When we cover controversy it usually involves Deadmau5 and Twitter, but on October 8th our bit of controversy comes from the financial sector and involves SFXE (SFX Entertainment.) Seeking Alpha, an investment blog, published an anonymous article blasting SFXE and it’s current status as a smart investment. The article pointed towards a few significant aspects of the company, mainly: it’s $305 million debt and the rating on the debt (Caa1, “to be of poor standing and are subject to very high credit risk”). Also, the way that it burns through the cash reserves of the company while being in said debt, and finally, senior management, namely Robert Sillerman and CFO Richard Rosenstein. The thesis of the post is that Sillerman did wrong against the share holders by not immediately acting upon the 10b5-1 stock purchase plan that Sillerman told his advisors to enter on June 11, 2014. At the time of Sillerman’s initial announcement the stock was priced at $7.90 and closed at $7.92, then proceeded to have marginal growth until its peak at $8.49 on June 23rd. The author argues that if Sillerman believed in his company he would have bought it then and there, or on August 14, 2014 when he again confirmed the plan.
A few hours later Robert Sillerman released his Form 4, which confirms that his group, Sillerman Investment Company III LLC, bought 575,000 shares of SFXE. At the same time that the form started to make its rounds Rich Tullo, an analyst from Albert Fried & Company, an “Institutional Centric” financial services organization, came to the defense of SFXE, claiming that the article was nothing more than a “Short Seller ‘Hit Job.” He added “We place little value on the Seeking Alpha article and its anonymous author. Our view is investors have to view such Media “Intelligence” as potentially sponsored by a short seller or even fraudulent.”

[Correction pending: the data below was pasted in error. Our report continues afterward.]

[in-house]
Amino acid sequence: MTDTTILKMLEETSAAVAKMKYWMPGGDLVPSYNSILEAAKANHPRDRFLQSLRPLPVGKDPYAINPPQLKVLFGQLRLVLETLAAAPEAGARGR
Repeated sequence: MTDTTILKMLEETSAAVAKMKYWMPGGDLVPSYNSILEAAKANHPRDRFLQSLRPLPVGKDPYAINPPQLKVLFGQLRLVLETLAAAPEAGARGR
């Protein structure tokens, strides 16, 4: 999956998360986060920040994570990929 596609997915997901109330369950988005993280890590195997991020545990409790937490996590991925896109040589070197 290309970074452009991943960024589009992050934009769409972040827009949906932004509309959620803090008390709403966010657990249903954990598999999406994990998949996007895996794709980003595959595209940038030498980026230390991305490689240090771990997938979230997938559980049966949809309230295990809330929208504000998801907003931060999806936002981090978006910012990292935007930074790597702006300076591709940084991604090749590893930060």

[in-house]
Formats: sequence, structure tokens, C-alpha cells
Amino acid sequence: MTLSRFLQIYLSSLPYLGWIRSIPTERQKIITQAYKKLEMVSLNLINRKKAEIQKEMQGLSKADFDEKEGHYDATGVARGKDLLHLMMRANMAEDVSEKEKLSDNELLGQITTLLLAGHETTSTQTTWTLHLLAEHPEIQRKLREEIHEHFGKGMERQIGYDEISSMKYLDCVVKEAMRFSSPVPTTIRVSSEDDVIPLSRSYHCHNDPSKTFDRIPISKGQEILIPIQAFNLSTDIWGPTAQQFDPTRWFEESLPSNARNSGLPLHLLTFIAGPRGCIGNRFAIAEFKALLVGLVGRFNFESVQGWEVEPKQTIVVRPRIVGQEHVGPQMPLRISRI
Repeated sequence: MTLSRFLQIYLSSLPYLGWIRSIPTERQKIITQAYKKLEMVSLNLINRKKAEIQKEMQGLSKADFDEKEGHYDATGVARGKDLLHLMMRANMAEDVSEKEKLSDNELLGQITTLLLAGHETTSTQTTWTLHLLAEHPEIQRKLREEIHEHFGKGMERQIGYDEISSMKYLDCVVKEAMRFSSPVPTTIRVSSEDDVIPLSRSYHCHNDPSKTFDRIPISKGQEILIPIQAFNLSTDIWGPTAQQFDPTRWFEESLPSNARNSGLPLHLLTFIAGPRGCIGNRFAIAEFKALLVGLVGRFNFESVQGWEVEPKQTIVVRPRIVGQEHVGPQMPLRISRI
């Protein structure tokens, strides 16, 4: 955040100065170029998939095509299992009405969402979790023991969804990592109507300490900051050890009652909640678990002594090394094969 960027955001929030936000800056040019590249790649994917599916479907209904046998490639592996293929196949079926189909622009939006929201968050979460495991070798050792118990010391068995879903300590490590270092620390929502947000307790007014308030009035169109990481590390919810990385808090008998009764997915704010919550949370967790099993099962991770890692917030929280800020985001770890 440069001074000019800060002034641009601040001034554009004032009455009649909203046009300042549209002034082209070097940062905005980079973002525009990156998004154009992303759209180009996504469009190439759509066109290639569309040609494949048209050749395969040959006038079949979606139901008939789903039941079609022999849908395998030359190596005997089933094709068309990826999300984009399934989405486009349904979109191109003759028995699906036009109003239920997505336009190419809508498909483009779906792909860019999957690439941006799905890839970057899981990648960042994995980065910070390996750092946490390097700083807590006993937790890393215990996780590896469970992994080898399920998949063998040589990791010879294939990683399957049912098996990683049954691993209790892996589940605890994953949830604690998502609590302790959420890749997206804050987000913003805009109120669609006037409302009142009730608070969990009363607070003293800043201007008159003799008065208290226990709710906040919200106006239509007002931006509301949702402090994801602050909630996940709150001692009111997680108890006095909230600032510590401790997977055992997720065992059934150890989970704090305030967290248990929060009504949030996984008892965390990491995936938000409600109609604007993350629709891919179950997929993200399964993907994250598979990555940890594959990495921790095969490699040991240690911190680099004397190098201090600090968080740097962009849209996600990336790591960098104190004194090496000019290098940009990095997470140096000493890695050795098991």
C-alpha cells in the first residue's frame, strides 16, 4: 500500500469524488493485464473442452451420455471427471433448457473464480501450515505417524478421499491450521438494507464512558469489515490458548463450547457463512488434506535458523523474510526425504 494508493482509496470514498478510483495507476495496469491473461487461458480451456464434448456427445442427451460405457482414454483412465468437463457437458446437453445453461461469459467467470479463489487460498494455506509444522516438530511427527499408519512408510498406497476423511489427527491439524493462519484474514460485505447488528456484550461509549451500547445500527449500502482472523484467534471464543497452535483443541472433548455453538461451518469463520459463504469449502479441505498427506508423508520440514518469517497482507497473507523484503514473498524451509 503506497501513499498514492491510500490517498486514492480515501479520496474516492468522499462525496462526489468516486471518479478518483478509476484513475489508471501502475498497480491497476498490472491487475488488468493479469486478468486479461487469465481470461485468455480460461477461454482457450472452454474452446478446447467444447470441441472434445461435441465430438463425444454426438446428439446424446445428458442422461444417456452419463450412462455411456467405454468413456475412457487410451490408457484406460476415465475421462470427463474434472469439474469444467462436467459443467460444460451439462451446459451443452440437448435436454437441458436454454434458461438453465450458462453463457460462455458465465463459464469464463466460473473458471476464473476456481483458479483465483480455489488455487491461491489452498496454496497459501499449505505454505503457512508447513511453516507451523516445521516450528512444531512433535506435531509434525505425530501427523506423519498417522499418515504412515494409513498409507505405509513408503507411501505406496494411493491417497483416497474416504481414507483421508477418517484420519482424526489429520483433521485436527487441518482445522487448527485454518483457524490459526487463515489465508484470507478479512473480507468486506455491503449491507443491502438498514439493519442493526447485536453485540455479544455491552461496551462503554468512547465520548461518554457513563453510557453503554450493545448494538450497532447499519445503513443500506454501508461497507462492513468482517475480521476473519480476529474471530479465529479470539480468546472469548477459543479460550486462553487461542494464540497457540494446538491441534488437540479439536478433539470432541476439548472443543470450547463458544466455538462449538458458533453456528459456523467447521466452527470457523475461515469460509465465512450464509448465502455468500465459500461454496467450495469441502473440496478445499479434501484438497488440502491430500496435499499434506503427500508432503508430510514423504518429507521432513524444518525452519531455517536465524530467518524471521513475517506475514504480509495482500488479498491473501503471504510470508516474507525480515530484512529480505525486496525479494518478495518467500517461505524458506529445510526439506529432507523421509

The main points that the SA article used, the massive amounts of debt and spending tendencies, was given another point of view by Tullo. He said that “The fact is SFXE expanded top line by 3 fold over the last 12 months ending in June to $82 million from $27.4 million which makes SFXE the fastest growing Company in our coverage universe. The fact that SFXE expanded revenue by about 300% and Adjusted Cash Out-Flow (AOCF or EBITDA) expanded at a slower rate to roughly $21 million in 2Q14E from roughly $15 million in 2Q13A suggests to us there is potentially significant operating leverage in the SFXE model.”
What the author of the original piece failed to realize is that SFXE’s most productive quarter is going to be the third quarter, when TomorrowLand, Electric Zoo and TomorrowWorld’s profits will be hitting the books. While it may not make up for the large amount of debt the company holds, it will show the power of growth in the company now that they have acquired most aspects of the EDM industry (booking agency, ticket distributor, event organizer, PR firm and music distribution.) Tullo ended his piece with a perfect summation of the entire ‘controversy’, putting the anonymous writer in his place and quieting down the flames.
“We think a short seller has planted the seed that Robert Sillerman’s $5 million share repurchase is meaningful when the reality is sellers may have driven the share price down $300 million on the lack of purchase. We think buying or selling shares solely on the management’s failure to buy $5 million worth of stock is an extreme emotional reaction.” However the SA article did have a huge impact on the stock; below is the stock price as soon as the article went live. It is a substantial drop, the lowest the stock has ever gone.
The author may have cried wolf but the Wall Street farm thinks it’s all bark and no bite. If, however, SFXE does go bankrupt and default on its debt (which, is a huge possibility) then it will be a significant blow to the EDM industry until the pieces can be sold off. That is, however, the worst case scenario and something that is not an imminent threat. SFXE will move forward and continue to put on the high quality shows that we have come to expect and let the numbers speak for themselves. SFXE closed the days trading at $4.34 a share.
h/t StreetInsider.com and SeekingAlpha.com